Creating a Tech Community to Aid Refugees in Crisis (Overture magazine)

As the needs of refugees worldwide become more complex, a growing collection of technology groups are working to serve them as people, not problems.

I first met Paul-Emmanuel Levy in Paris in October 2017, at the first global summit to be held by Techfugees, a non-profit that helps coordinate the international tech community’s response to the needs of refugees.

Earlier that day he had been fervently pitching his start-up Quickbed, which optimises accommodation availability for the homeless.

Levy told me he’d given up his job in investment banking to develop Quickbed, and he wasn’t sure how much longer he and his chief technology officer could continue without any funding.

Paul-emmanuel Levy - Techfugees Summit - Close Up
Paul-Emmanuel Levy

The next time we spoke was in May 2018. After “two good years” developing two versions of the platform, his CTO had left to focus on his family.

Levy now needs to raise €15,000 so he can engage an agency to program the next version. Then Quickbed can be officially piloted.

Techfugees was founded by Mike Butcher, editor-at-large of the technology news website TechCrunch, during the peak of the refugee crisis in 2015.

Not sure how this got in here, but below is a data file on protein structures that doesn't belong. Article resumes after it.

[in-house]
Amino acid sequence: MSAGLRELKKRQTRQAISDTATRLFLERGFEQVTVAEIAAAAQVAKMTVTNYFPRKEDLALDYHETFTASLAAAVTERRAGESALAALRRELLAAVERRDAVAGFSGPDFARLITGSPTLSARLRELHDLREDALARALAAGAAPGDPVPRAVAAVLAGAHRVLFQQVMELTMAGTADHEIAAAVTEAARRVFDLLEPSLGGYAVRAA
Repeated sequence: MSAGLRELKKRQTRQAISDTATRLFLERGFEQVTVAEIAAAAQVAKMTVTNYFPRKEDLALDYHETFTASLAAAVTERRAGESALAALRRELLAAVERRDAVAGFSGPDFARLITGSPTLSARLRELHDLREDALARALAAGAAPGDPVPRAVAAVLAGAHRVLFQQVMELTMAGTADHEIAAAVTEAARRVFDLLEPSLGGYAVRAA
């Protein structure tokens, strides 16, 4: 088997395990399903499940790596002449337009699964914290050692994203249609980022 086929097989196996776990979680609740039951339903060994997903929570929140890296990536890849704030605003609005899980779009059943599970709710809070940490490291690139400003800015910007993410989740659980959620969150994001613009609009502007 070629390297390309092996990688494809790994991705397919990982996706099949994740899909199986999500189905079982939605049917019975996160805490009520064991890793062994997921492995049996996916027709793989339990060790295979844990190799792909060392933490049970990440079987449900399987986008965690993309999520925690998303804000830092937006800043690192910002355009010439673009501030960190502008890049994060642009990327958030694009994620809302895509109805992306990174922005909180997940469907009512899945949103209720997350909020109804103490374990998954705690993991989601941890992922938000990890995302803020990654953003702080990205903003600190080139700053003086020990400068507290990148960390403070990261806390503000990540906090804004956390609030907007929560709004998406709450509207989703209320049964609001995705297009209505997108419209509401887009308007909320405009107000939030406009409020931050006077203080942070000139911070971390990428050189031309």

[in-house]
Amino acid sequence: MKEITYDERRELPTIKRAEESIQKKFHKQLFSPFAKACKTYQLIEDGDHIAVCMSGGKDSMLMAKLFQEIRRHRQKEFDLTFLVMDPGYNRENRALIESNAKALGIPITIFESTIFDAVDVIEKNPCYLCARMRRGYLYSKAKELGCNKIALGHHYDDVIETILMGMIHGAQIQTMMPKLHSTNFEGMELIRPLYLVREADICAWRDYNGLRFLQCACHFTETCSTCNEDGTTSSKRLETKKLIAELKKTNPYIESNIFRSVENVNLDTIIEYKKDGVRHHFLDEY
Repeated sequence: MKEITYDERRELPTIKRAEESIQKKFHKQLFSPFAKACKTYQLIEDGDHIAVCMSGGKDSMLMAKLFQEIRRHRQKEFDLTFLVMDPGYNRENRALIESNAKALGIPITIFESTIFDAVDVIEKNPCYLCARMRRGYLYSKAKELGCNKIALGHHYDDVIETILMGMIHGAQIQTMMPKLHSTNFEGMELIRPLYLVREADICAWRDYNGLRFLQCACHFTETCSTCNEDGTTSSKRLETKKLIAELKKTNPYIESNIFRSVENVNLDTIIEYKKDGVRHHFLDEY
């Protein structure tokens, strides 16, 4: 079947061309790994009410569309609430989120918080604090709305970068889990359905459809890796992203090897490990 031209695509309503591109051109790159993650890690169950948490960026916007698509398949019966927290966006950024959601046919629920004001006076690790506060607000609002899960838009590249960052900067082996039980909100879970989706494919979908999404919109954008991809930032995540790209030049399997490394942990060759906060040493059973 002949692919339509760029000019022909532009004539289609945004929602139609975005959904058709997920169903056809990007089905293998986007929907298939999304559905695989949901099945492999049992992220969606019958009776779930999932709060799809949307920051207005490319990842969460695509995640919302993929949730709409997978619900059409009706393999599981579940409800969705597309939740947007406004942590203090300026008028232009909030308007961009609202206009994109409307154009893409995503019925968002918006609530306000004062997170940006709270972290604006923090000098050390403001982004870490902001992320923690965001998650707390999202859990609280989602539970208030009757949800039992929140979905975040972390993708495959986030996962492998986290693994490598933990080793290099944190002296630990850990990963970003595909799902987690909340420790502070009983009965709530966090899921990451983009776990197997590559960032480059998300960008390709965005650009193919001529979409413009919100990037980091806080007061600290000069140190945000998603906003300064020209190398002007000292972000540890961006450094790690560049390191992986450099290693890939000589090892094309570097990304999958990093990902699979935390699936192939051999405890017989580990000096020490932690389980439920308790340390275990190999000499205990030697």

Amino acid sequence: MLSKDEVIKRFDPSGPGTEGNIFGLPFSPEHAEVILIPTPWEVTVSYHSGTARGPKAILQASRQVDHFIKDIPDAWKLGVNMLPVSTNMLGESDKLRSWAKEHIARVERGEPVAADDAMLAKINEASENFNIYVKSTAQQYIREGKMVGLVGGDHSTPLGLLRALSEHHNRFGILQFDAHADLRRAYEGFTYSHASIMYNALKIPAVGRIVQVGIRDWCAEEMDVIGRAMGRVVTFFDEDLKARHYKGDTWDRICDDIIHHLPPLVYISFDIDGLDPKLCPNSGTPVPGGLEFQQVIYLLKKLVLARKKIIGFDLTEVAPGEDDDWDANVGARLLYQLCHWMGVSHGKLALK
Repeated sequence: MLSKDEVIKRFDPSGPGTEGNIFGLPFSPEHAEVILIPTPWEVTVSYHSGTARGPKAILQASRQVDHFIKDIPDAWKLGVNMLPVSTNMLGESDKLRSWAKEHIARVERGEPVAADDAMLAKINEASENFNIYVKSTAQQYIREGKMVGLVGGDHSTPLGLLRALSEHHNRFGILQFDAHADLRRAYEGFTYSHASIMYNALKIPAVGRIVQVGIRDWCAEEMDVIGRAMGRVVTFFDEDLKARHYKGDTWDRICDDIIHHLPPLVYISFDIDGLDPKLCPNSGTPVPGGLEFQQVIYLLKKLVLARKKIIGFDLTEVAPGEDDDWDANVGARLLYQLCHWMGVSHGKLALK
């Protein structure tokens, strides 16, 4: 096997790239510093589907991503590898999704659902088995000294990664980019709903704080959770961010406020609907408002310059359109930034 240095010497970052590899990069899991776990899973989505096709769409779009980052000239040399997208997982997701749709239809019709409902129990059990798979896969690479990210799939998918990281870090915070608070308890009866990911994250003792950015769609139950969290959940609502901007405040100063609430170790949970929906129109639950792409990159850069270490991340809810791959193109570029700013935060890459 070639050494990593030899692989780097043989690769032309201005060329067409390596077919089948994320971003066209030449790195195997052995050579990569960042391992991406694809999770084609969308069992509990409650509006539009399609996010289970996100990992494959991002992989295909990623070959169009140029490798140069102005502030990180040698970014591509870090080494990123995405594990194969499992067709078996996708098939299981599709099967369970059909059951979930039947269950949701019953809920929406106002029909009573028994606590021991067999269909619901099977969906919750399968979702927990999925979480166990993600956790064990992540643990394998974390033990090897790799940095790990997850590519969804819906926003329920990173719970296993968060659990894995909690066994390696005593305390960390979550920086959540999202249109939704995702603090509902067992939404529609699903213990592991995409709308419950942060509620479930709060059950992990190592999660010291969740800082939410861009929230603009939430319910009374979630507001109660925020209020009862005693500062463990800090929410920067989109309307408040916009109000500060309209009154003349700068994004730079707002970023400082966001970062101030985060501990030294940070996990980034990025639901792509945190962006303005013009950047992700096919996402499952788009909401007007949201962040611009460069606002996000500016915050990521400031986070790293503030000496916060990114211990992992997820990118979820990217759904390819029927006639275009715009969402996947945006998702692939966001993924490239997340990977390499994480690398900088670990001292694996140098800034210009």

He believed that the technology world’s “considerable firepower” could help provide digital solutions for refugees as well as NGOs and other groups.

Butcher then brought London-based Joséphine Goube (named one of Forbes’ 30 and Under social entrepreneurs in 2016) on board as COO, then eventually as CEO.

Chapters now exist in around 25 countries, including the United Kingdom, France, Kenya, Australia, Italy, Turkey, Lebanon and the United States.

Mike Butcher - Techfugees Global Summit
Mike Butcher at Techfugees’ first Global Summit

“Techfugees is a global community of 18,000 techies, start-ups, NGOs, impact advisors, refugees, and entrepreneurs all over the world who increasingly turn to each other for support, information and best-practice sharing,” says Goube.

“It supports the projects that emerge from local chapter events by connecting and partnering with key players, some of which help the start-ups with expertise, advice, space, resources, communication, and so on.”

Forbes Josephine Goube Picture. Credits Ben McMillan
Joséphine Goube

Through conferences, workshops, hackathons and meetups, the Techfugees community supports tech services across five areas: infrastructure, education, identity, health and inclusion.


Read the rest of the article here (PDF).

You can order a copy of Overture Magazine here.

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